by JENNIFER STEINHAUER, New York Times
Senator Roy Blunt sat silently for nearly an hour as his colleagues on the Armed Services Committee questioned one military leader after another on Tuesday about what they were doing to address the problem of sexual assault in the military, and then assessed their responses: “Stunningly bad.”
In particular, Mr. Blunt chided Adm. Jonathan W. Greenert, the chief of naval operations, for displaying scant knowledge of how military allies of the United States had dealt with sexual assault in their ranks, and for thanking Senator Jeanne Shaheen, Democrat of New Hampshire, for “the tip” that other countries had grappled with the issue.
“Has anybody who works for you been asking this?” Mr. Blunt, Republican of Missouri, asked with clear exasperation.
In a rare appearance together, a majority of the members of the Joint Chiefs of Staff — as well as the commandant of the Coast Guard and other military officials — testified before the committee about how the military should approach the problem as Congress prepares to vote on several measures that would significantly change military policy.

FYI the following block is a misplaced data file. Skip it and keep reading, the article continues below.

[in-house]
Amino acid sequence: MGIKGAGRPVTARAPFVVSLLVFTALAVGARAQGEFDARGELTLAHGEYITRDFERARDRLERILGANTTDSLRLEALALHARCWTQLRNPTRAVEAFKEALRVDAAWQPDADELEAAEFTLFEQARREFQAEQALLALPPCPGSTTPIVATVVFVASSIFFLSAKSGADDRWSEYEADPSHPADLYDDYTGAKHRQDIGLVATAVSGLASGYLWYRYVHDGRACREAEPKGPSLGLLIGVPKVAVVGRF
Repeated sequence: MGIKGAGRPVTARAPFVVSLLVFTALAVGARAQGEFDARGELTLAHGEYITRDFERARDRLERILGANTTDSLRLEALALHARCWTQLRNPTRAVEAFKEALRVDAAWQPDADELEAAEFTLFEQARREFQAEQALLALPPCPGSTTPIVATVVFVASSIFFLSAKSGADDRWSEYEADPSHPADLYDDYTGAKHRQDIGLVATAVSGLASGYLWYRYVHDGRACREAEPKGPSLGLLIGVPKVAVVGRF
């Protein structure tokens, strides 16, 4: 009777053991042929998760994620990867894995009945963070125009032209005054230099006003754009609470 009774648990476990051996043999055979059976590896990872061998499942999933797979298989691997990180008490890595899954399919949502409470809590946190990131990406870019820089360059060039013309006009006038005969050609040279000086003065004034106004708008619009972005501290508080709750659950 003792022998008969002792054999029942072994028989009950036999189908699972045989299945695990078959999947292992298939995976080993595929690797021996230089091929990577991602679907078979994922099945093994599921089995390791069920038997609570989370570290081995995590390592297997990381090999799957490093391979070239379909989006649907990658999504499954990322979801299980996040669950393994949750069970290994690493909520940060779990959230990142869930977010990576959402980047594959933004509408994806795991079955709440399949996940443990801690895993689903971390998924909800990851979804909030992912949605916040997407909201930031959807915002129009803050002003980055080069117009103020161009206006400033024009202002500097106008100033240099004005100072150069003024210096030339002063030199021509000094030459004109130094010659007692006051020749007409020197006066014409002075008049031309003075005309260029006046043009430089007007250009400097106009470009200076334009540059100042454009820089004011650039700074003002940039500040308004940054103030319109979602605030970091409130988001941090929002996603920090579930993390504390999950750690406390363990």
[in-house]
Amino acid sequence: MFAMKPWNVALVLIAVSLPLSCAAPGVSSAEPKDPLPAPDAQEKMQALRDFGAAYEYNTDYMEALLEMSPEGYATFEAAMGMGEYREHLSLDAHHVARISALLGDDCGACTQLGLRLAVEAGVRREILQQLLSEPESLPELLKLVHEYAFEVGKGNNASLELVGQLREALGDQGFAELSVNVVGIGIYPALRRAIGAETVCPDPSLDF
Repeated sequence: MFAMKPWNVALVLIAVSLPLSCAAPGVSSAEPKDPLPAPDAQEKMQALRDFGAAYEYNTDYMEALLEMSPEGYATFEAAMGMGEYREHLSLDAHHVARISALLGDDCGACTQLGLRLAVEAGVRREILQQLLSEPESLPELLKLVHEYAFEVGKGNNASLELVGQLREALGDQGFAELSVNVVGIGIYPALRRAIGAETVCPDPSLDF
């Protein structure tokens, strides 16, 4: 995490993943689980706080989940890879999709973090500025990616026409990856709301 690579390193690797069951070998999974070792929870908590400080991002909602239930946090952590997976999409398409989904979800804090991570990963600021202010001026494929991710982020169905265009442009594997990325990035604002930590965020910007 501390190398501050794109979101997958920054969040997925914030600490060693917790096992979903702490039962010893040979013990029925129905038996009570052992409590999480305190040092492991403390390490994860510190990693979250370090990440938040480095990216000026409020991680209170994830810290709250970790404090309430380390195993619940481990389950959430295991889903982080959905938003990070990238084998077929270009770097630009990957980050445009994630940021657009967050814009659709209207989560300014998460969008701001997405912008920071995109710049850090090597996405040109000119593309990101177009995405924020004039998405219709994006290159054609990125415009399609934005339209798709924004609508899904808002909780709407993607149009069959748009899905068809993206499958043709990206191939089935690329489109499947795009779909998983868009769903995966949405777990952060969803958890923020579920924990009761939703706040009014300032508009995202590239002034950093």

“Discipline is the heart of the military culture, and trust is its soul,” said Senator Carl Levin, Democrat of Michigan and the chairman of the committee. “The plague of sexual assault erodes both the heart and the soul.”
Senators from both parties pressed the leaders, at times using strong language, about why, decades after the full integration of women into the military, the problem seems to have worsened. Senator John McCain, an
Arizona Republican, recalled meeting with a woman whose daughter was considering entering the military if Mr. McCain, a former naval aviator, could offer his “unqualified support” of the choice. “I could not,” he said. [MORE]
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